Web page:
How do you quantify bullying? What unbiased metric do you use?

          1. mihares

            The very existence of this difficulty should ring a few bells, shouldn’t it?

            Anyway, I think a sensible way to go about the business is to define it internally as a set of behaviours and then ask people if they experienced those, without leaking the definition or what you’re after —to be on the safe side, have the questionnaire written in 5 different ways so you can catch yourself suggesting answers.

            Something you don’t do is stating that bullying may be a problem, you’re investigating it and then ask if the respondent has experienced it. Because that’s just harvesting meaningless answers that confirm whatever you wanted to “prove”.

            Of course we don’t know whether any of that happened, because the survey hasn’t been published yet. We just know the results. And that it was self reporting —which frankly stinks of the paragraph above. And stinks because of self reporting. Self reporting always stinks.

          2. Anonymous Coward
            Anonymous Coward

            Thats pretty much the point thats being made.

            Well done for catching on..

            Yes there is bullying. But what we're seeing increasingly are people suffering 'mental health' issues, 'racism' and being 'picked on' as they're being asked to do their job or they feel that they disagree with what they're being told. Didn't get a promotion and you're BAME? Today's your lucky day as that's racism! Or causing mental health issues.

            An example of that this week - you may or may not know or care but 2 cars collided in F1. As usual no-one and everyone is at fault.

            Lord Peter Hain said it was plain wrong to criticise the black driver (Hamilton) as it gave racists 'an excuse to let their vitriol fly'. If you make a criticism of someone BAME (and you are allowed to do that, its not racism) then you're RACIST!

            This is the societal tone that this survey is working in - make of it what you will, but its not quantitative.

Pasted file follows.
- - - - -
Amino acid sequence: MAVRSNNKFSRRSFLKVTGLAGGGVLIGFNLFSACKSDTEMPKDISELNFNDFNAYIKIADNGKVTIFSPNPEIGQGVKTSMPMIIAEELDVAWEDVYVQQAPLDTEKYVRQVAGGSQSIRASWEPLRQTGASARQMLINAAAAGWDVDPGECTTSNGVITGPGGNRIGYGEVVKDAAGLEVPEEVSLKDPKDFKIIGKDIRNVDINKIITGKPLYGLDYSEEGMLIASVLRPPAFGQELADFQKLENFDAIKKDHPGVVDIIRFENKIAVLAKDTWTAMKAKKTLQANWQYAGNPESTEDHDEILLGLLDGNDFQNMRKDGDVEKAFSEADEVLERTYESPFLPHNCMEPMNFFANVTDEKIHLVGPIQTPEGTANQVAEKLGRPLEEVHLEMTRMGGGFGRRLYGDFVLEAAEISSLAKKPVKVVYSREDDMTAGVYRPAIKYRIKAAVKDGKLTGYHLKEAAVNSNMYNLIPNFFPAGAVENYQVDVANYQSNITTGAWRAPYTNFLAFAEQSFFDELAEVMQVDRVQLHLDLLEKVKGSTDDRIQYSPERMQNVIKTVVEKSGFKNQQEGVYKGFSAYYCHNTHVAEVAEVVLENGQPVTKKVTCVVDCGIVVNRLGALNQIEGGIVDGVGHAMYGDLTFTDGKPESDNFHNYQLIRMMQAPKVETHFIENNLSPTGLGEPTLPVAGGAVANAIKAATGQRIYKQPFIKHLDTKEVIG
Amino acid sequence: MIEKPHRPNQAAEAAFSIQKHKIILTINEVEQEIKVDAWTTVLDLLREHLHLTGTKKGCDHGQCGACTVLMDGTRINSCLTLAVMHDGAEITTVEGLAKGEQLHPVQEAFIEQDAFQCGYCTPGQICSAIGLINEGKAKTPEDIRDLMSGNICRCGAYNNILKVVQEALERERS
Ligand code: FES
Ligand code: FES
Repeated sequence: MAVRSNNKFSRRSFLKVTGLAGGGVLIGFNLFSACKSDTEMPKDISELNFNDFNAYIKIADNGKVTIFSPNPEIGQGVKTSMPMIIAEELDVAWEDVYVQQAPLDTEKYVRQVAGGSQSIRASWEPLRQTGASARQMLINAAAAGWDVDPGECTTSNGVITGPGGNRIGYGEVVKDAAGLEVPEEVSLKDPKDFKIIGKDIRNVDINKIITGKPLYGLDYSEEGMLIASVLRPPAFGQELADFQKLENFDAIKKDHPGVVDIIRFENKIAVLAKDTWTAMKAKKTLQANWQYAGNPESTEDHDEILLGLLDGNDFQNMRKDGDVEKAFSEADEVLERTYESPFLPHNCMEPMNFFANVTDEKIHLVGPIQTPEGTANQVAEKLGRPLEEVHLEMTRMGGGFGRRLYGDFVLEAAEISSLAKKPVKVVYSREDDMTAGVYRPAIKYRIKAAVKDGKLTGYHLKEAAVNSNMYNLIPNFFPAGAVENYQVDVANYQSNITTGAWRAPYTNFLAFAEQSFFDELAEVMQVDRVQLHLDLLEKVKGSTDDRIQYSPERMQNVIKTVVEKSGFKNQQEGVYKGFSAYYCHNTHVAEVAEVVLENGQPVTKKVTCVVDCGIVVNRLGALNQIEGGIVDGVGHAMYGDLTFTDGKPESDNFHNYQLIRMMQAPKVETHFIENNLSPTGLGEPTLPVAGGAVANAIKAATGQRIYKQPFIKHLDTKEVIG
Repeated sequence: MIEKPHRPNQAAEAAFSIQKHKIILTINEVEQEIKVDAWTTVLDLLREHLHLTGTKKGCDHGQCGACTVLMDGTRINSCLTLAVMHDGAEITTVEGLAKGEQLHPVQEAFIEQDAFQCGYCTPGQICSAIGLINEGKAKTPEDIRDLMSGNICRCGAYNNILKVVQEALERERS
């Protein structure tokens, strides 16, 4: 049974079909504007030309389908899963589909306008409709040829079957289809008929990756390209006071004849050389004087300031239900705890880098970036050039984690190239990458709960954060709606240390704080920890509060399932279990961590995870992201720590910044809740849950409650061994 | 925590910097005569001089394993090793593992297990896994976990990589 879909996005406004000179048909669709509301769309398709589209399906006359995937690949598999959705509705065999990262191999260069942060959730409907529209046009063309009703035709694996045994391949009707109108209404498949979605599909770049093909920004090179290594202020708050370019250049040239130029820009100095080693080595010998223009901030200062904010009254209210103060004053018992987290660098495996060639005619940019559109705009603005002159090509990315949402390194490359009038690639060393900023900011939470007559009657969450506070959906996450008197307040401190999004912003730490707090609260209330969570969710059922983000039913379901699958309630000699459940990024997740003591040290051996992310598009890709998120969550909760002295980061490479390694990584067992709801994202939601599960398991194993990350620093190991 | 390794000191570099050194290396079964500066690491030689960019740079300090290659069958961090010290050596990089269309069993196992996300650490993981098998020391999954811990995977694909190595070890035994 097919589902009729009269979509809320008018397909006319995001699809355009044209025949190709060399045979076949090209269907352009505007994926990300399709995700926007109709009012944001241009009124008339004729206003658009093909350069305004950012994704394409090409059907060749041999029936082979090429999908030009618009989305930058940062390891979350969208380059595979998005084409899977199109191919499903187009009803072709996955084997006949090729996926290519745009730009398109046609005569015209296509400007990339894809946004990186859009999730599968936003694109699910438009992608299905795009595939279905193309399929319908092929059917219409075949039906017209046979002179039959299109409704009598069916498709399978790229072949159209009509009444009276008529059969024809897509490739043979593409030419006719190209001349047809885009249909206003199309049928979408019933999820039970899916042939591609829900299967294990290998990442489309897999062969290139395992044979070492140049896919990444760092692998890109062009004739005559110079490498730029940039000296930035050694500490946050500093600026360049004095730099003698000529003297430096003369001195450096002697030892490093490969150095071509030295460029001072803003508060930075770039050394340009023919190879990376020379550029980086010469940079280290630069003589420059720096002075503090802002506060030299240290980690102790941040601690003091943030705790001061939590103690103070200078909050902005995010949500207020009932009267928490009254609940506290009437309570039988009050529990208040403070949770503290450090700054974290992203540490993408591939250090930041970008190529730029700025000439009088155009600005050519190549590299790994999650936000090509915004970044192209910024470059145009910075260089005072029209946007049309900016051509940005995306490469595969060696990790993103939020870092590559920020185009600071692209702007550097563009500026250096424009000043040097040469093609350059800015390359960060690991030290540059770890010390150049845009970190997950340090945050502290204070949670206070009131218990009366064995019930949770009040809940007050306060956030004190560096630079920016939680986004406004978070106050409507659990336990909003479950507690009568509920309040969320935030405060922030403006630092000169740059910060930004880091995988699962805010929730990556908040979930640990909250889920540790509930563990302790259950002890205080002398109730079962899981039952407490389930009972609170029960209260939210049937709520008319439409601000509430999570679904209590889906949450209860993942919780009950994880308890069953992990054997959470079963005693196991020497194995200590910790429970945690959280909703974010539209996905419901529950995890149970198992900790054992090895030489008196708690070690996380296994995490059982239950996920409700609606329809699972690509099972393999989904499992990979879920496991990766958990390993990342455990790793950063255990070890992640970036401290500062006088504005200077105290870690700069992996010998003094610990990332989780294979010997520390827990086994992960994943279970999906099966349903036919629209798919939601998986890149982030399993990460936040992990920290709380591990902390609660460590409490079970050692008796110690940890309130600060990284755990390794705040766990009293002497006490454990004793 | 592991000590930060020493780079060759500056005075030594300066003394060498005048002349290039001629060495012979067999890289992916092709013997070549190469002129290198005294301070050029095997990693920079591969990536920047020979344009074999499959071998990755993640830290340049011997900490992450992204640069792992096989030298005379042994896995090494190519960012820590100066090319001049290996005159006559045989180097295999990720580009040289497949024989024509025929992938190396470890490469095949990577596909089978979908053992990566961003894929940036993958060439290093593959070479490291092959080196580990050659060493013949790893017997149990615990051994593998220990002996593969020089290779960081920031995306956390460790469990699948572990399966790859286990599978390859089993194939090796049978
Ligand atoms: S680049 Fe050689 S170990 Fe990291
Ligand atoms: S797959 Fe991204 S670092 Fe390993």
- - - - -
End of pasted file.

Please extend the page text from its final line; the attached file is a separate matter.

2. steelpillow Silver badge

      @Johnny canuck You have to remember that she is not just paranoid, she has a reason to be paranoid. The incident probably left her feeling acutely embarrassed.

      1. Claptrap314 Silver badge

        Your presumption about the aftermath is at least as uninformed as his. Shout all you want, you're displaying a truly amazing level of mind reading.

      2. Harry Kiri

        But unless she has specific history with this individual

        It has to be this 'unconscious bias' thing we hear about so much in the news...

    3. sabroni Silver badge

      re: There happened to be a 30ish woman walking in front of me.

      So we should believe your lovely story but but disregard an actual study?

      How up yourself do you have to be to think that's a valid approach?

      1. the Kris

        Re: re: There happened to be a 30ish woman walking in front of me.

        He did not make any such argument. He just gave an example of a situation that can have been perceived as harrasment while it was nothing of the sorts.

        The argument is to be sceptical and look at what the study actually "studied".

    4. Anonymous Coward
      Anonymous Coward

      >>She just assumed I was walking behind her to "check her out" or otherwise harass her.

      Maybe you just act very stalky? Ask a female friend.

      1. Anonymous Coward
        Anonymous Coward

        I'm autistic. I can be in a complete other world in my head, and yet I have been accused of giving someone means looks, and worse. Wasn't even aware they were around. Unless this study is actually scientific, then its just a load of peoples feelings which are not a basis for any kind of policy or decisions. It's already gotten this country into a mess that's only getting worse.

        1. PassiveSmoking

          Please enlighten me as to how you scientifically evaluate somebody's feelings, because I'm dying to know.

        2. Blitheringeejit

          Qual, not quant

          It may be a bit heretical to say this here, but I don't agree that peoples' feelings are not a basis for any kind of policy or decision. We make decisions based on other peoples' feelings all the time.

          While the article is about quantitative reporting of the percentage of people who feel bullied or harassed, the feeling of being bullied or harassed is a qualitative thing. If only 1% of the sample had experienced the feeling of being bullied or harassed, that remains a serious issue for that 1%, even if quant analysis says that it's only 1% therefore it's not a problem. And for anyone who is tempted to write off qualitative analysis as just bad science - imagine how much more wonderful work just one Alan Turing could have done if he hadn't been bullied and harassed into his grave.